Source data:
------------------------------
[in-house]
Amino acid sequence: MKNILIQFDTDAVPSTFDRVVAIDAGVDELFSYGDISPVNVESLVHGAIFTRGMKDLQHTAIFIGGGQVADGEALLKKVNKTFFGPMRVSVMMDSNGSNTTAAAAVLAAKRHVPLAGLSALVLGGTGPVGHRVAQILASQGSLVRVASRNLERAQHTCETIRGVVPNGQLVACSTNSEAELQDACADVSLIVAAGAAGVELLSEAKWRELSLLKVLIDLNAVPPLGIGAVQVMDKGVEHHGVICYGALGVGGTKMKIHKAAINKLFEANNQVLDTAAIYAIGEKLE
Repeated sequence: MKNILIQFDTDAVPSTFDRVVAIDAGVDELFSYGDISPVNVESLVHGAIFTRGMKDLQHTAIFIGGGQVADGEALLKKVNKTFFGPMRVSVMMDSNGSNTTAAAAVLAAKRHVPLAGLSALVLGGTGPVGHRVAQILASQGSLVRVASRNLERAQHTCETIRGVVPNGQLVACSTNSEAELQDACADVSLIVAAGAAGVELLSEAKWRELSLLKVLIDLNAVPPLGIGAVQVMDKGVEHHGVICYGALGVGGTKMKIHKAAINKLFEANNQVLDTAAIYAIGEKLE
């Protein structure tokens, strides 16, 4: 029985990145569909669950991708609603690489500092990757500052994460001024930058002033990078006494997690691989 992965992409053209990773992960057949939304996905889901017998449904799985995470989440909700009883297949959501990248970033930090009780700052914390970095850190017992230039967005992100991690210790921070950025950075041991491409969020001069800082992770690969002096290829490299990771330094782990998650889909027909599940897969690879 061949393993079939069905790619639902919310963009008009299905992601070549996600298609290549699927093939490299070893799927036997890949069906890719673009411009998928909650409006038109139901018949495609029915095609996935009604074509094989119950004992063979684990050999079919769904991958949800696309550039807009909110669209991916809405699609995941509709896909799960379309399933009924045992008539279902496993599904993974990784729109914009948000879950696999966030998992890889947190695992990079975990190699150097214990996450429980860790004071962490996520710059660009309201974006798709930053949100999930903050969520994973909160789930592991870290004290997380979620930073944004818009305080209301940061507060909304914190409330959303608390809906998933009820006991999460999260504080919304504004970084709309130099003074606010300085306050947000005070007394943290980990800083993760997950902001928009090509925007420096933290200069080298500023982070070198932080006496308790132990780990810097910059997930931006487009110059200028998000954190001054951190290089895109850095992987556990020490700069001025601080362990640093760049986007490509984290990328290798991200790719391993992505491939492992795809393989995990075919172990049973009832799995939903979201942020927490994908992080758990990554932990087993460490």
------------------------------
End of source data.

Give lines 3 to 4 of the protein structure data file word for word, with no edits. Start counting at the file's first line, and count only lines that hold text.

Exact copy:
Repeated sequence: MKNILIQFDTDAVPSTFDRVVAIDAGVDELFSYGDISPVNVESLVHGAIFTRGMKDLQHTAIFIGGGQVADGEALLKKVNKTFFGPMRVSVMMDSNGSNTTAAAAVLAAKRHVPLAGLSALVLGGTGPVGHRVAQILASQGSLVRVASRNLERAQHTCETIRGVVPNGQLVACSTNSEAELQDACADVSLIVAAGAAGVELLSEAKWRELSLLKVLIDLNAVPPLGIGAVQVMDKGVEHHGVICYGALGVGGTKMKIHKAAINKLFEANNQVLDTAAIYAIGEKLE
């Protein structure tokens, strides 16, 4: 029985990145569909669950991708609603690489500092990757500052994460001024930058002033990078006494997690691989 992965992409053209990773992960057949939304996905889901017998449904799985995470989440909700009883297949959501990248970033930090009780700052914390970095850190017992230039967005992100991690210790921070950025950075041991491409969020001069800082992770690969002096290829490299990771330094782990998650889909027909599940897969690879 061949393993079939069905790619639902919310963009008009299905992601070549996600298609290549699927093939490299070893799927036997890949069906890719673009411009998928909650409006038109139901018949495609029915095609996935009604074509094989119950004992063979684990050999079919769904991958949800696309550039807009909110669209991916809405699609995941509709896909799960379309399933009924045992008539279902496993599904993974990784729109914009948000879950696999966030998992890889947190695992990079975990190699150097214990996450429980860790004071962490996520710059660009309201974006798709930053949100999930903050969520994973909160789930592991870290004290997380979620930073944004818009305080209301940061507060909304914190409330959303608390809906998933009820006991999460999260504080919304504004970084709309130099003074606010300085306050947000005070007394943290980990800083993760997950902001928009090509925007420096933290200069080298500023982070070198932080006496308790132990780990810097910059997930931006487009110059200028998000954190001054951190290089895109850095992987556990020490700069001025601080362990640093760049986007490509984290990328290798991200790719391993992505491939492992795809393989995990075919172990049973009832799995939903979201942020927490994908992080758990990554932990087993460490």